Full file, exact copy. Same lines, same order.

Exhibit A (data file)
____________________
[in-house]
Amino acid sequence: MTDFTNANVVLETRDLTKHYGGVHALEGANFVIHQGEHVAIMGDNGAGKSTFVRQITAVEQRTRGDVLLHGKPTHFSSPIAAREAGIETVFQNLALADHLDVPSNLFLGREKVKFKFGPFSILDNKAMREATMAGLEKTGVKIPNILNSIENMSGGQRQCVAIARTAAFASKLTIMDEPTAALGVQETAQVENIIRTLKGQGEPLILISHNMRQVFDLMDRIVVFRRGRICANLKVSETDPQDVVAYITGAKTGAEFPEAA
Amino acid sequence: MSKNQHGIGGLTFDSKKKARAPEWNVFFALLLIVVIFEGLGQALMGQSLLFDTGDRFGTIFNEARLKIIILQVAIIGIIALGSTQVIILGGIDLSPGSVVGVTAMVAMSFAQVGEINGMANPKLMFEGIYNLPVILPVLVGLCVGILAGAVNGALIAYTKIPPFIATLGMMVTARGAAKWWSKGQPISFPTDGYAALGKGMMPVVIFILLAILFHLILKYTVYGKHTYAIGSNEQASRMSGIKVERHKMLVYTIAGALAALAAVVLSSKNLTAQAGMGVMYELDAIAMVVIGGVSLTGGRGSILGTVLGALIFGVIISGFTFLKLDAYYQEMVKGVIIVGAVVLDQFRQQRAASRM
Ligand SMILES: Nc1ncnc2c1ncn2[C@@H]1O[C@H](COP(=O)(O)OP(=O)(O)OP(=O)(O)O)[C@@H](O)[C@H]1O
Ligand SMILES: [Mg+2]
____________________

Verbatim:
[in-house]
Amino acid sequence: MTDFTNANVVLETRDLTKHYGGVHALEGANFVIHQGEHVAIMGDNGAGKSTFVRQITAVEQRTRGDVLLHGKPTHFSSPIAAREAGIETVFQNLALADHLDVPSNLFLGREKVKFKFGPFSILDNKAMREATMAGLEKTGVKIPNILNSIENMSGGQRQCVAIARTAAFASKLTIMDEPTAALGVQETAQVENIIRTLKGQGEPLILISHNMRQVFDLMDRIVVFRRGRICANLKVSETDPQDVVAYITGAKTGAEFPEAA
Amino acid sequence: MSKNQHGIGGLTFDSKKKARAPEWNVFFALLLIVVIFEGLGQALMGQSLLFDTGDRFGTIFNEARLKIIILQVAIIGIIALGSTQVIILGGIDLSPGSVVGVTAMVAMSFAQVGEINGMANPKLMFEGIYNLPVILPVLVGLCVGILAGAVNGALIAYTKIPPFIATLGMMVTARGAAKWWSKGQPISFPTDGYAALGKGMMPVVIFILLAILFHLILKYTVYGKHTYAIGSNEQASRMSGIKVERHKMLVYTIAGALAALAAVVLSSKNLTAQAGMGVMYELDAIAMVVIGGVSLTGGRGSILGTVLGALIFGVIISGFTFLKLDAYYQEMVKGVIIVGAVVLDQFRQQRAASRM
Ligand SMILES: Nc1ncnc2c1ncn2[C@@H]1O[C@H](COP(=O)(O)OP(=O)(O)OP(=O)(O)O)[C@@H](O)[C@H]1O
Ligand SMILES: [Mg+2]